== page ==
Osteochondroma and synovial chondromatosis are frequently reported benign bony and cartilaginous lesions. Osteochondroma is distinguished by a cartilage-capped bony exostosis on the exterior surface of the bone, whereas synovial chondromatosis is secondary to metaplasia and is characterized by multiple cartilaginous loose bodies within the synovium. We present an atypical case of synovial chondromatosis developing in a bursa secondary to an underlying osteochondroma of the proximal medial tibia in a child. It is extremely rare to see both these conditions occurring in one location simultaneously. Moreover, this association is an unusual occurrence in the pediatric age group. The patient underwent surgical excision of the lesions and the final diagnosis was confirmed on histology. Simulation to malignant degeneration is often observed and vigilant assessment of both lesions is essential to exclude the possibility of sarcomatous transformation in those who present with these conditions since clinical, radiological, and histopathological features may overlap. However, a proper preoperative distinction may prevent an unnecessary aggressive therapeutic approach, which stood true for our case.
Synovial chondromatosis in a bursa may develop as a result of chronic friction from an underlying osteochondroma. It is suggested that the osteochondroma causes an inflammatory reaction within the adjacent tenosynovium, which, over the passage of time, leads to chondromatous metaplastic transformation and formation of secondary synovial chondromatosis [1-3].
We present such a rare, histologically proven case of osteochondroma with secondary synovial chondromatosis simultaneously occurring in one location. This dual pathology is an unusual occurrence in the pediatric age group. Only a handful of case reports have documented this entity in adults, and, in most cases, the conditions were mimicking neoplastic degeneration of osteochondroma on imaging . In instances where there is an abnormal appearance of a calcified mass overlying an osteochondroma, the diagnosis is most often peripheral chondrosarcoma, but the possibility of benign secondary synovial chondromatosis in an overlying bursa should also be kept in mind . This case highlights some of the important distinguishing imaging features and reviews the previous literature on this association as well.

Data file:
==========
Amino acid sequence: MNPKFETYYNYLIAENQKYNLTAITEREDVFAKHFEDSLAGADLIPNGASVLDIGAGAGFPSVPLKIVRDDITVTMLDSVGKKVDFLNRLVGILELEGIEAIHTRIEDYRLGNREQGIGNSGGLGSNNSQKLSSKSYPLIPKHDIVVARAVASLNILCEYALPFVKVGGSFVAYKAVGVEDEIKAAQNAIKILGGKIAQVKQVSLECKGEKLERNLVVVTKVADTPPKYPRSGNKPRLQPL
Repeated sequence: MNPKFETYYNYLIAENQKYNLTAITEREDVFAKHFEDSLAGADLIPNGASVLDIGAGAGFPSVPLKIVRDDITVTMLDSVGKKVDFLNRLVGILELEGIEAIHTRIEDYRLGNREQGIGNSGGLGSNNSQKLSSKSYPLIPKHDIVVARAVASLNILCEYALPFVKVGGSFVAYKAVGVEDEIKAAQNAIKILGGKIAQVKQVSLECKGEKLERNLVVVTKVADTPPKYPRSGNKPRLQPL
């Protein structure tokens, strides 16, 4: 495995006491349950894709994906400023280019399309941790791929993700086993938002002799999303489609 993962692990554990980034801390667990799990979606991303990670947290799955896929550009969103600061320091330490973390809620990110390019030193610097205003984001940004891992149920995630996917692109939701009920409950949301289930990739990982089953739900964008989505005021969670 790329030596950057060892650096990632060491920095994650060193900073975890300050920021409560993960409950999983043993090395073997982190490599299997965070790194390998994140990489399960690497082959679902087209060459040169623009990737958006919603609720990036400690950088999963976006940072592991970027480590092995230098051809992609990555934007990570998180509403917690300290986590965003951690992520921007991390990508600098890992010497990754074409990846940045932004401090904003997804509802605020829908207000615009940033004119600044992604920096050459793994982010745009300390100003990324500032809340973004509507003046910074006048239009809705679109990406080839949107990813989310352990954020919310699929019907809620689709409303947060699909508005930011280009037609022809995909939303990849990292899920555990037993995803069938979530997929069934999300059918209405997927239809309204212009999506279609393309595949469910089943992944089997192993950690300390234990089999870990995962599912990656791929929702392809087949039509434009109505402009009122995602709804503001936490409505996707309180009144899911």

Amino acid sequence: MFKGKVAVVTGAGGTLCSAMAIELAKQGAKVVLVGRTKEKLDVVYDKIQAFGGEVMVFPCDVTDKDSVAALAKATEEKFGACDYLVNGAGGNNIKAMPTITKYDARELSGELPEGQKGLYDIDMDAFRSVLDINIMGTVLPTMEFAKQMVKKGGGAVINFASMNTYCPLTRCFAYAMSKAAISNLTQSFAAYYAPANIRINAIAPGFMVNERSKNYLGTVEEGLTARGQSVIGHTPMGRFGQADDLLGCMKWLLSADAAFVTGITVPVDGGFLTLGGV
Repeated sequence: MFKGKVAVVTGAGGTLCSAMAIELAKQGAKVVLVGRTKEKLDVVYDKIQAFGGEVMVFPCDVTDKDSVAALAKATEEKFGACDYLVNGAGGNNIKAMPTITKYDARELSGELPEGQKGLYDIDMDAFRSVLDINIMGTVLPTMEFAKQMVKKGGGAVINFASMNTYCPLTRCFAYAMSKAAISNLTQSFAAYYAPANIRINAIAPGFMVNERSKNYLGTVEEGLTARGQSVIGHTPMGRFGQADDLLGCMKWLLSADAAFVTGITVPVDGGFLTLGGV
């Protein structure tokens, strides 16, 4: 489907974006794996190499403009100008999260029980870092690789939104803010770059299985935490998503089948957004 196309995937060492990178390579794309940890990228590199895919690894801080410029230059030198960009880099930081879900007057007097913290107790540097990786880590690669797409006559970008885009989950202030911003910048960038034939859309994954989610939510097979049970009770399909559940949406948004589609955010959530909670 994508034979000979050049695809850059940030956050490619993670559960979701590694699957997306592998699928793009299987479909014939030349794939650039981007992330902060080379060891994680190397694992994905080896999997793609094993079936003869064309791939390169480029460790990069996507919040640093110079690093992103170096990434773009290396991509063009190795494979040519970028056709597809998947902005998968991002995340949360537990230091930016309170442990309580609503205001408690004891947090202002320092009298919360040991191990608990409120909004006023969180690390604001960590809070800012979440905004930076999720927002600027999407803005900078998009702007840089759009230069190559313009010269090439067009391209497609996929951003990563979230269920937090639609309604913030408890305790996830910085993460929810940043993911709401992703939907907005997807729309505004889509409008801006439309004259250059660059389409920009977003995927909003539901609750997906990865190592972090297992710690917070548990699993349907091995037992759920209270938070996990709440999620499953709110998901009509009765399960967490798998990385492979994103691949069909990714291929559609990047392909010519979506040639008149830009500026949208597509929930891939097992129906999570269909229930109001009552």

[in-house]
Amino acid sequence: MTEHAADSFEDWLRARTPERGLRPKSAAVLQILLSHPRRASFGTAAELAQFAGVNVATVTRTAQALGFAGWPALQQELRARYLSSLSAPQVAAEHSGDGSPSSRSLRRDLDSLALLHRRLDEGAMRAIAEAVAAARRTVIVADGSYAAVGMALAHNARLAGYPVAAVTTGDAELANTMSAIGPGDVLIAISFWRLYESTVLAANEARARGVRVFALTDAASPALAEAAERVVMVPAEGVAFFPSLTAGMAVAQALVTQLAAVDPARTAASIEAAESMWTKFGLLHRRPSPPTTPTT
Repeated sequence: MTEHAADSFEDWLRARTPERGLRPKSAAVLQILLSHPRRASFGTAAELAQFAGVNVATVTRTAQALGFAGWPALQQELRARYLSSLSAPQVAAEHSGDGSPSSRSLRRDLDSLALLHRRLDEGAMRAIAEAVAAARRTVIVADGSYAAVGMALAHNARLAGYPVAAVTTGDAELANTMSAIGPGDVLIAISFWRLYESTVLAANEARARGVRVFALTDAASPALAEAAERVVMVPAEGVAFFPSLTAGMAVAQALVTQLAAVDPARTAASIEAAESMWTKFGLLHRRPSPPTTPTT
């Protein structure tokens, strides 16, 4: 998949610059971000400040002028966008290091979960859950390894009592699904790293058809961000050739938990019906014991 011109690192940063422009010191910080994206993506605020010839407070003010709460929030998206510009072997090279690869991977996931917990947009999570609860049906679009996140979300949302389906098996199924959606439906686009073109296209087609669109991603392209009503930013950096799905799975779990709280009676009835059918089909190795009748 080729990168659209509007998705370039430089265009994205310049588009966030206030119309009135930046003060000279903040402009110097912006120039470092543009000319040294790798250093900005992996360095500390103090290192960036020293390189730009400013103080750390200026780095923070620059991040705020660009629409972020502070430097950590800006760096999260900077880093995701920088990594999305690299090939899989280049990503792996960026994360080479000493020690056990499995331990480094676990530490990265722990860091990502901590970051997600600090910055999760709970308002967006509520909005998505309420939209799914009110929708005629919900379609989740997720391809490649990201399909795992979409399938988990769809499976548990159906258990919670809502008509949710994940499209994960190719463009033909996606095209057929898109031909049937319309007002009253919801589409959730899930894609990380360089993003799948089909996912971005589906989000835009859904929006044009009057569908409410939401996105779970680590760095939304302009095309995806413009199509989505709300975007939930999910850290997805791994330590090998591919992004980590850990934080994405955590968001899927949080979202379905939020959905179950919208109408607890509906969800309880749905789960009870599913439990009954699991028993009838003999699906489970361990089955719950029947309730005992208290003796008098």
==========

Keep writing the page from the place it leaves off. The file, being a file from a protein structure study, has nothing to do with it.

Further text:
A 15-year-old boy presented to our hospital with a bump over the medial aspect of the right leg for one year. The mass was painless at first, however, it started to increase in size, producing symptoms of discomfort for the last four months. His physical and systemic examination was otherwise unremarkable. Magnetic resonance imaging (MRI) was performed on clinical suspicion of a neoplastic mass. The scan revealed a pedunculated bony protuberance originating from the medial aspect of the proximal right tibia, measuring approximately 46 x 22 mm. It was demonstrating corticomedullary continuity with the underlying bone. The imaging features were consistent with an osteochondroma. A distinct cartilaginous cap was identified, which measured 2.5 mm in thickness (Figure 1).